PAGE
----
Meher Baba copyright 1987 Charlie Mills


Lord Meher

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They arrived at 2:00 P.M. in Dover and were met by a few Western lovers. Elizabeth Patterson drove Baba, Minta, Will Backett and Herbert Davy to London while the others went by train. They reached London on the evening of the 9th, and stayed at Hygeia House, a vegetarian boarding house, at 37 Warrington Crescent.

Intense activity began the next day. "All the birds gathered near their heart's Treasure," Age recorded. "And this time a few more flowers and blossoms appeared in the Garden." Stephanie Haggard, Charles Purdom, Delia DeLeon, Will and Mary Backett, Margaret Craske, Elizabeth, Kitty, Norina, Ruano and Quentin had already begun singing. And during this stay in London, a few more persons came into Baba's intimate contact.

The next day, after lunch at Stephanie's (93-A, Brondesbury Road), Baba met several new people. Among them was Dorothy Greenside, an author of spiritual books, who told Baba, "I felt within myself an inspiration which enabled me to write; but all of a sudden, the power seemed to diminish and was lost. I have no desire to write anymore."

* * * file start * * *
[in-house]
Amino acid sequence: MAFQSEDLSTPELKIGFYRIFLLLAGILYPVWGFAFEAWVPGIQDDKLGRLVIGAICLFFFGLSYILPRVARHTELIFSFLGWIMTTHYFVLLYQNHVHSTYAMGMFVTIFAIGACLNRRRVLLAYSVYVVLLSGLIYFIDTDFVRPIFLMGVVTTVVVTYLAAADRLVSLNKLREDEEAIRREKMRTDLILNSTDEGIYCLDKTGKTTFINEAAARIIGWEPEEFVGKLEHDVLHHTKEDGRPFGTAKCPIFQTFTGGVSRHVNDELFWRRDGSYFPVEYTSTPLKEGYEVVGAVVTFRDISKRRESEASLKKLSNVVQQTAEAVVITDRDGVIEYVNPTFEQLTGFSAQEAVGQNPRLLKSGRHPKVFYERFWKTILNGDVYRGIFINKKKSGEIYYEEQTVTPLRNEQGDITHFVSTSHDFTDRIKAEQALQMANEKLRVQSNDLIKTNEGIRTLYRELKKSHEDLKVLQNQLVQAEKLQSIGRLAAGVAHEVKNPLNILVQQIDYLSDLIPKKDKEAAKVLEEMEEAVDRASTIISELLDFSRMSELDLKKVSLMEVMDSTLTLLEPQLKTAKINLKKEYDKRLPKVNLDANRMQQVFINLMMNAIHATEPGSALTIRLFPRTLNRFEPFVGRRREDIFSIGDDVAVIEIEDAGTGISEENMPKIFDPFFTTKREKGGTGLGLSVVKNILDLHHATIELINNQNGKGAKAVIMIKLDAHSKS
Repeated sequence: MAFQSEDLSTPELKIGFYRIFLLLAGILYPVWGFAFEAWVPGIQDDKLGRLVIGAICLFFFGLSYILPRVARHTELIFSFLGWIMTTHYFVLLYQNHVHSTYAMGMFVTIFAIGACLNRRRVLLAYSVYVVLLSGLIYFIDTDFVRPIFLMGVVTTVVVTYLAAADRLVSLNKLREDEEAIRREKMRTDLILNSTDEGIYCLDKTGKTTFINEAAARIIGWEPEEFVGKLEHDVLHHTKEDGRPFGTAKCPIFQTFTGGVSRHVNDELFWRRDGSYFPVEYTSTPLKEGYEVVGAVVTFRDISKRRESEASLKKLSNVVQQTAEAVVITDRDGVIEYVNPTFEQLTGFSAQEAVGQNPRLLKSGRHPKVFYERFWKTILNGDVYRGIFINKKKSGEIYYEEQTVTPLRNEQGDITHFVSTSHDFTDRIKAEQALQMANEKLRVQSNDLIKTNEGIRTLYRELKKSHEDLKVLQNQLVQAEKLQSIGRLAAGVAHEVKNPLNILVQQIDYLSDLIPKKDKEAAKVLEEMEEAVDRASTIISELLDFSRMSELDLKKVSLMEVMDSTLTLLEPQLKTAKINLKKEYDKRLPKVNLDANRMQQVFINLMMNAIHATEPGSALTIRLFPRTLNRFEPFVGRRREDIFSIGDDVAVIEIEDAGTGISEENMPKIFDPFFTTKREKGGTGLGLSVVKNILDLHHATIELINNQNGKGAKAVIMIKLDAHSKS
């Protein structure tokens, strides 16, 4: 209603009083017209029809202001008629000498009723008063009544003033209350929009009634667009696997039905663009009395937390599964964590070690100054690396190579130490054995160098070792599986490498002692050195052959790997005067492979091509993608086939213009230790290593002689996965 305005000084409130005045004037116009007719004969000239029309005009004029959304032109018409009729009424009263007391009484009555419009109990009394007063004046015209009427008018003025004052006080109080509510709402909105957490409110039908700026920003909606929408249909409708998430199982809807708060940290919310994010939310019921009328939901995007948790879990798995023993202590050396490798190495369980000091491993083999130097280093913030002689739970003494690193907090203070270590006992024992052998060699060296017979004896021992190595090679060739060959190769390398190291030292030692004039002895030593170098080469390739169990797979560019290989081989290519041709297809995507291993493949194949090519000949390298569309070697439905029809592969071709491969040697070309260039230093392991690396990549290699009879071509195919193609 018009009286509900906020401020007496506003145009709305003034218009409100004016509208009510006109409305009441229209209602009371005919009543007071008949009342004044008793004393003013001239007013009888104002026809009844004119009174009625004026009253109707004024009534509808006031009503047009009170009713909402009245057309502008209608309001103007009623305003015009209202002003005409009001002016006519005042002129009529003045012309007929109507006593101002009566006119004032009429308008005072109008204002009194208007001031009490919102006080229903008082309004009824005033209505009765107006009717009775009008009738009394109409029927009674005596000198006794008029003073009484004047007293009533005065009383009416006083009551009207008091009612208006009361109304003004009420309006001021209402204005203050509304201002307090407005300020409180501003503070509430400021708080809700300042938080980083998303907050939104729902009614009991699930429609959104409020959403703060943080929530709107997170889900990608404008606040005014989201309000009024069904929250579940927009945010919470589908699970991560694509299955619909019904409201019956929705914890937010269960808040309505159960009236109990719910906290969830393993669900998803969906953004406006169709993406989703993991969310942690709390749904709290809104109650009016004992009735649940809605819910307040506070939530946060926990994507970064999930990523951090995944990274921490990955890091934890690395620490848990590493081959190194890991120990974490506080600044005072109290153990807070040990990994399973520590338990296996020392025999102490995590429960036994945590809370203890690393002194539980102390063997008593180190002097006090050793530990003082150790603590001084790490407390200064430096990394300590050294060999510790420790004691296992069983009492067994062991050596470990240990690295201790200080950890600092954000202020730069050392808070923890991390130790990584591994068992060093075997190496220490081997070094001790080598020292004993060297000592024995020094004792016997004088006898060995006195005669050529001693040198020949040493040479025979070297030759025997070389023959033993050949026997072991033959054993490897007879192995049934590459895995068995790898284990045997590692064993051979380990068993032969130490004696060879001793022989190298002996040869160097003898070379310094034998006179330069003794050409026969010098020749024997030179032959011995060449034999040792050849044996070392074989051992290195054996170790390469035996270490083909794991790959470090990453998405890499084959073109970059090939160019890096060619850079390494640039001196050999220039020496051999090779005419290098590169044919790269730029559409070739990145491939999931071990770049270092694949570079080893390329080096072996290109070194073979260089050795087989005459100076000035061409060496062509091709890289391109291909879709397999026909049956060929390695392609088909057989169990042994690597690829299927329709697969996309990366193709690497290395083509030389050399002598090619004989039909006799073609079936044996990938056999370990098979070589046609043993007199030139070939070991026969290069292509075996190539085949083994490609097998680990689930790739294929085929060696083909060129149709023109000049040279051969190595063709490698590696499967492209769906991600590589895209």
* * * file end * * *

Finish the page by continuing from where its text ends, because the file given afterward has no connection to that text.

"These were mere glimpses," Baba replied. "They are always temporary and fleeting. But I will help you. You are not to blame; it was not your fault that this inspiration and power have gone away. The reason is that it was not the time.

"The time was not right for you to have that power, for it to appear and for you to retain it. It is no fault of yours. But with my help, you will have the inspiration. You will regain it and it will then always be with you. One day you will be able to help humanity much through your writings."

Baba's words were so reassuring that Mrs. Greenside felt comforted and happy, firmly believing that she would regain her power of vision and intuition. Later she sent Baba one of her books and asked for some spiritual practice she could do to "purify" herself so that she might be worthy to be one of Baba's disciples.

Another noteworthy contact during this visit was a young woman named Winifred A. Forster. One day she was sitting at Baba's feet and, gazing at Baba, thought, "I do love you, Baba." Although Baba was surrounded by other people, he glanced at her, picked up the board and spelled, "That is why I do not have you near me."

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